• 2013 The format of the jury/televoting result is changed slightly in that all songs are now ranked instead of being given a score in each method. This is then merged and the ten highest ranked songs receive points in the usual manner. Also, for the first time, the running order in all three shows is determined by producers of the show instead of a random draw, which is supposed to give each song competing a fair chance of success. For the first time, the final of the contest is introduced by a parade featuring all the 26 finalists in their own running order.
  • 2015 The EBU considers the possibility of inviting countries outside of the European Broadcasting Area or the Council of Europe to participate in future editions of the contest. The first of such "guest nations" was Australia in 2015. This also increases the number of countries competing in the final to 27.[109][110]
  • 2016 A new voting system is introduced. Entries now receive one set of points from the jury and one set of points from televoting. First, the jury votes are announced in the usual way, giving 1 up to 12 points but with only the 12 points being read by the spokesperson. Then, the televotes are read by the presenters, starting with the country receiving the fewest televote points and ending with the country that received the most televote points, so the winner is not known until the end of the show.[111] In addition, the number of countries competing in the final is reduced back to 26 as Australia now competes in the semi-final.[112]
  • 2018 The rankings of individual jurors in each country are combined using an exponentially weighted formula.[113]
  • 2019 The order of the televoting presentation is changed. Instead of presenting the televoting results in order of fewest to most points, the points are given in the order of the final jury voting ranking, meaning the country with the fewest jury points receives its televote points first, and the winner of the jury votes hears its final score last.
  • 2021 After the 2020 contest was cancelled due to the COVID-19 pandemic, pre-recorded backing vocals were allowed on a trial basis as an additional assurance to ensure the 2021 edition could proceed.[114]


Rules overview
Songs per country 2 1
Max No of lead vocalists 1[a] 2[b] 6[c]
Voting for your own country Allowed Not allowed
Max song length None[d] 3:00
Language None[e] Native Any[f] Native Any[f]
Tiebreakers None Winner tiebreak[g] 1st &
in SF
Full tiebreaker
Participants' age Any Min. 16 years old
Orchestra Orchestra only Orchestra only, backing track allowed, but instruments on it had to be seen on stage Free
Backing track only
(no orchestra)
Jury or televoting Jury Tele
Tele Tele
Tele 50/50 Jury
Qualifications Only a final KzM Relegation
PQR Relegation
SF[k] 2 SFs[l]
Participants' limit None 22[106] 23[107] 24[108] 40 45 46 44
Live vocals All vocals must be live Lead[m]
  1. ^ Up to 5 backing vocalists allowed.
  2. ^ Up to 5 backing vocalists allowed for soloists, up to 4 backing vocalists allowed for duets.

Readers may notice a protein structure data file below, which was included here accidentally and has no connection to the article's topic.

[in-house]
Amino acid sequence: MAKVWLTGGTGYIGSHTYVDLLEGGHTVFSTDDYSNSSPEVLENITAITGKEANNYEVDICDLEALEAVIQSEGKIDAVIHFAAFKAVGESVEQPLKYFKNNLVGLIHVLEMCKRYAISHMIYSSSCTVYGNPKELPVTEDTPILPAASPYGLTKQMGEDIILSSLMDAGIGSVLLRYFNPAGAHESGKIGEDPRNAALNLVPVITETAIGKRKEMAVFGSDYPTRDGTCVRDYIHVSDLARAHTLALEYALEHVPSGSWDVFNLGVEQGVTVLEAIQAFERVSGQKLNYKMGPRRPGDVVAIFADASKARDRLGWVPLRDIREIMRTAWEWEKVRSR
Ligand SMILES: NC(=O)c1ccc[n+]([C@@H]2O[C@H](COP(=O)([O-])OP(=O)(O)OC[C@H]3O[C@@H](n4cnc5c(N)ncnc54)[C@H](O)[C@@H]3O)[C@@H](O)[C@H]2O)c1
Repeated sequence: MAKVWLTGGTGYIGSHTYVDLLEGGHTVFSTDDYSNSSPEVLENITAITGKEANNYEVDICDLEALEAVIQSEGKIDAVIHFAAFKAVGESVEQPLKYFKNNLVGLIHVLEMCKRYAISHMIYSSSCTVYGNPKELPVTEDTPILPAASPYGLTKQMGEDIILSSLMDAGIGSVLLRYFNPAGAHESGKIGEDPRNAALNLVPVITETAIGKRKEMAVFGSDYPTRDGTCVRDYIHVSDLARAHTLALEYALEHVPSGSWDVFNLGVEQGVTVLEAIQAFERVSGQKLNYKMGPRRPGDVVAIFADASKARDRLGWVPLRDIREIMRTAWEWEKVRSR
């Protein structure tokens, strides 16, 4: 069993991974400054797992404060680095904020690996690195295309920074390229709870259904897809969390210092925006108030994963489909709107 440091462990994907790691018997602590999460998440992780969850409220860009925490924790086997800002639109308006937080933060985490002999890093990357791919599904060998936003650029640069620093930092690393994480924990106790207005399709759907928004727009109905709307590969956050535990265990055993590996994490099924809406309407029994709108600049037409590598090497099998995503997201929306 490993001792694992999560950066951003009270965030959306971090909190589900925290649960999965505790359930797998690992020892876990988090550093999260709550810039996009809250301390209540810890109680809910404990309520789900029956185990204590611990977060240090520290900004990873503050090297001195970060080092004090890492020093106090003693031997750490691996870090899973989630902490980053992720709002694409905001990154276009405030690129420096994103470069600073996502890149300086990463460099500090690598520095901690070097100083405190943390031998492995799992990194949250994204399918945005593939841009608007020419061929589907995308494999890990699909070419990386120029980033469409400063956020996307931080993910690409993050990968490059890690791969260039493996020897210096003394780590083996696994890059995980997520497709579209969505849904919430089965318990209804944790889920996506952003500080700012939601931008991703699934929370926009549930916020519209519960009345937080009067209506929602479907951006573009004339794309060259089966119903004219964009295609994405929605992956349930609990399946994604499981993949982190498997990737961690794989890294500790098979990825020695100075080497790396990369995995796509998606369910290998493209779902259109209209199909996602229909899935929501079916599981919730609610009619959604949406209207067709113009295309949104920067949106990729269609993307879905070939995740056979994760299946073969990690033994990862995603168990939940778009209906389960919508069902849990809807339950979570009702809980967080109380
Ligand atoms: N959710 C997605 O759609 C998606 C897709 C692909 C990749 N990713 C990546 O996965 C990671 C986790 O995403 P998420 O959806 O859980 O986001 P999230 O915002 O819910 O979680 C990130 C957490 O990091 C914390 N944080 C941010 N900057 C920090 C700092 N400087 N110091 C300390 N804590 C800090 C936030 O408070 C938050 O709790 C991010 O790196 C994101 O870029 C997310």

3. ^ Number of backing vocalists and dancers combined allowed is 6-x where x is the number of lead vocalists.
  4. ^ 3:30 is the recommended max length of a song.[102]
  5. ^ Up until 1964, every country sang in its native language, and an unofficial rule was that every country would do that. In 1965, Sweden sent a song in English, so the rule was formally introduced.[104]
  6. ^ a b No rules restricting language usage.
  7. ^ A tie is still possible.
  8. ^ Each country would decide if they wanted to use the orchestra or the backing track.
  9. ^ 5 countries tested a televoting, while the other 20 used juries.
  10. ^ a b Worst-scoring countries over a set period would have to skip a contest.
  11. ^ A single semi-final is held where 10 countries qualify. 24 countries compete in the final.
  12. ^ 2 semi-finals are held, with 10 countries qualifying from each.
  13. ^ Only lead vocals have to be live. Backing vocals can be live or prerecorded.[114]

See also


  1. ^ a b c "How it works – Eurovision Song Contest". Eurovision Song Contest. 15 January 2017. Retrieved 27 February 2021.
  2. ^ LaFleur, Louise (27 February 2020). "Rotterdam to host Eurovision 2020!". Eurovision Song Contest. Retrieved 9 July 2020.
  3. ^ "Eurovision 2019: Five lessons learned". BBC News. BBC. 19 May 2019. Retrieved 27 February 2021.
  4. ^ a b c d e f g h i j "Eurovision Song Contest: Rules". European Broadcasting Union. 12 January 2017. Archived from the original on 6 May 2021. Retrieved 27 February 2021.
  5. ^ "FAQ – Eurovision Song Contest". Eurovision Song Contest. 12 January 2017. Archived from the original on 22 February 2021. Retrieved 27 February 2021.
  6. ^ "EBU – Admission". European Broadcasting Union. 27 April 2018. Archived from the original on 4 January 2021. Retrieved 27 February 2021.
  7. ^ "Which countries can take part?". Eurovision Song Contest. Archived from the original on 17 March 2017. Retrieved 27 February 2021.
  8. ^ "Eurovision Song Contest: Organisers". Eurovision Song Contest. 12 January 2017. Retrieved 5 July 2020.
  9. ^ "Eurovision Song Contest: Heads of Delegation". Eurovision Song Contest. 14 January 2017. Retrieved 5 July 2020.
  10. ^ Groot, Evert (11 March 2019). "Lineup 2019 completed as Heads of Delegation gather in Tel Aviv". Eurovision Song Contest. Retrieved 5 July 2020.